Loren Coleman is one of the world’s leading cryptozoologists, some say “the” leading living cryptozoologist. Certainly, he is acknowledged as the current living American researcher and writer who has most popularized cryptozoology in the late 20th and early 21st centuries. Starting his fieldwork and investigations in 1960, after traveling and trekking extensively in pursuit of cryptozoological mysteries, Coleman began writing to share his experiences in 1969. An honorary member of Ivan T. Sanderson’s Society for the Investigation of the Unexplained in the 1970s, Coleman has been bestowed with similar honorary memberships of the North Idaho College Cryptozoology Club in 1983, and in subsequent years, that of the British Columbia Scientific Cryptozoology Club, CryptoSafari International, and other international organizations. He was also a Life Member and Benefactor of the International Society of Cryptozoology (now-defunct). Loren Coleman’s daily blog, as a member of the Cryptomundo Team, served as an ongoing avenue of communication for the ever-growing body of cryptozoo news from 2005 through 2013. He returned as an infrequent contributor beginning Halloween week of 2015. Coleman is the founder in 2003, and current director of the International Cryptozoology Museum in Portland, Maine.


126 Responses to “Otter Nonsense”

  1. AtomicMrEMonster responds:

    Ceroill –

    This Wikipedia article has the explanation for those sonar contacts:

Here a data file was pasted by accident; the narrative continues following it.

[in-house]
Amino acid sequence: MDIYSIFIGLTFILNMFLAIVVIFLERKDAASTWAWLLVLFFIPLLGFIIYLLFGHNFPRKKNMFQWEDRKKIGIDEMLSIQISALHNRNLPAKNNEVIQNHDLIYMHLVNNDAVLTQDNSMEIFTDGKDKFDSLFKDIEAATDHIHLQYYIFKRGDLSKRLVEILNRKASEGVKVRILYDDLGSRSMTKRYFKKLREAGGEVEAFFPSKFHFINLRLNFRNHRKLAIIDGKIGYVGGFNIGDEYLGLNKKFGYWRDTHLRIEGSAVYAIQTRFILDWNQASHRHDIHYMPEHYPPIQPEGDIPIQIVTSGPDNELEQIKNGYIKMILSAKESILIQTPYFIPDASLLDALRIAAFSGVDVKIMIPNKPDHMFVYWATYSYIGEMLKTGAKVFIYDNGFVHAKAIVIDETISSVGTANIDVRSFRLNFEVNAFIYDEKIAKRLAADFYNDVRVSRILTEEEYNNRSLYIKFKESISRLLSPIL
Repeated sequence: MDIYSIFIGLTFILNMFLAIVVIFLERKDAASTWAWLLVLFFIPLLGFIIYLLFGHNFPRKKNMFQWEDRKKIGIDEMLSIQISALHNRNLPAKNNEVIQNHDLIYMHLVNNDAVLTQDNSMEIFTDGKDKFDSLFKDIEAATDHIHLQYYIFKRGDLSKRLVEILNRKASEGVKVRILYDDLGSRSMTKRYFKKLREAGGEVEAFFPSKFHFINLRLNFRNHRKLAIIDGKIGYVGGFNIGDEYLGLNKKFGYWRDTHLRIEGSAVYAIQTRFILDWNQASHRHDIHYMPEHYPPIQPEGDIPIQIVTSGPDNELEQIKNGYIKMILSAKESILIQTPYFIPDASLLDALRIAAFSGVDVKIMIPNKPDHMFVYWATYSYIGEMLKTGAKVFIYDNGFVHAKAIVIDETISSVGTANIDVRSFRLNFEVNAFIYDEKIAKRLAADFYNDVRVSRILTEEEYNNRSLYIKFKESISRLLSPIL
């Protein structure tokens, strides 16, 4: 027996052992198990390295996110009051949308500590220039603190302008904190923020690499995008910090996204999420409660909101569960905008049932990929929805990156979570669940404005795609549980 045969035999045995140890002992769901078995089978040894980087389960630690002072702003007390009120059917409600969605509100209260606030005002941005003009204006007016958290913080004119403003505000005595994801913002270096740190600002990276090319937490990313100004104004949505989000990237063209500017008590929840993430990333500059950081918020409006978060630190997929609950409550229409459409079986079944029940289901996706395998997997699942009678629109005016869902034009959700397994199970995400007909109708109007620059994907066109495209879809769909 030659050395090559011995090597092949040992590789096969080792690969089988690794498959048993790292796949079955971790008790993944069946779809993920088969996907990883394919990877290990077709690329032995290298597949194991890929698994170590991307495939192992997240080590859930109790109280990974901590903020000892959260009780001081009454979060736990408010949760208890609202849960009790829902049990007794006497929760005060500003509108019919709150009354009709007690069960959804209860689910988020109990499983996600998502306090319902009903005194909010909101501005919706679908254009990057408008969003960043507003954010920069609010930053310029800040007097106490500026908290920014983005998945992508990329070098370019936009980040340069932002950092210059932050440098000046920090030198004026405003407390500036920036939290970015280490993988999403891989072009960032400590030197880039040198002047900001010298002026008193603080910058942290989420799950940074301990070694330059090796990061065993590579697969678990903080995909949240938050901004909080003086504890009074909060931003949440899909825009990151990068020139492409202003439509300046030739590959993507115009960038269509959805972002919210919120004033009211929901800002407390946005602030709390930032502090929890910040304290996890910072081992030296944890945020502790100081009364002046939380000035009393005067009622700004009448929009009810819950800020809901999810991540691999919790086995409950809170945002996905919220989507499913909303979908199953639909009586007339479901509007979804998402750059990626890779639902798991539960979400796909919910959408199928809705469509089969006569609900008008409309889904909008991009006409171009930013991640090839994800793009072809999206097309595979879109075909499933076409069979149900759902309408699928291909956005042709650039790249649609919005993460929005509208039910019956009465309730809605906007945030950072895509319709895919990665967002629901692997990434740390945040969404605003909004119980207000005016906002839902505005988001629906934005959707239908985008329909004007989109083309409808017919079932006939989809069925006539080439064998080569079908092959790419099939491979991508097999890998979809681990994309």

“Using sonar, the team encountered a rare kind of underwater disturbance due to stored energy (such as from a wind) causing an imbalance between the loch’s warmer and colder layers. While reviewing printouts of the event the next day, they found what appeared to be three sonar contacts, each followed by a powerful wake.”

    The three sonar contacts thing is pretty damning in my eyes, as its ability to create wakes on a calm day (but to be fair, “standing waves” appear when water is calm as well. After all, that’s why they’re so noticeable).

    And you are correct about flat-out ridiculing something without investigating being like the initial reactions to reports of gorillas and platypuses. But as long as a body or skin isn’t produced, the ridicule won’t stop. DNA samples are good and all, but one can’t say that they belong to “animal x” unless there’s an “animal x” specimen to compare the DNA to.

  2. springheeledjack responds:

    Good lord, I knew I should have tried to get online sooner…sheesh…

    thanks Lyndon for bringing up the sonar hits…

    While I will agree with Daniel that the hits do not prove anything conclusively, the fact that there were hits means that the possibility is not negated.

    The whole size thing is also a tricky deal…everyone in their accounts fires out about how big something is…now I have spent a lot of personal time playing that game, first on land and then at water’s edges trying to guestimate size…and I am going to say that most people probably don’t have a real clue as to distance and length…how long is the Ford Pick-up truck as it drives along the street past your yard? You have maybe twenty thirty seconds to look it over, guestimate a length on standard vehicles…but are you accurate in your guess?

    MAybe maybe not…and I would guess in the case of a “monster” –and I hate that word when it comes to Nessie, Champ, BF, etc. people are going to tend to over estimate unless they have a real understanding of length, especially something that is out on the water and probably at a distance of at least a hundred yards.

    My point? sonar hits in Loch NEss do not have to be BIG for there to be something there. As has been said, Sonar is not an exact science, and to me the important thing is that they did come across “something.”

    DWA made a comment earlier about Loch Ness not being that big, and that is another topic which I do not think most people really understand…and one the debunkers are commonly using to attack lake monsters and BF for that matter.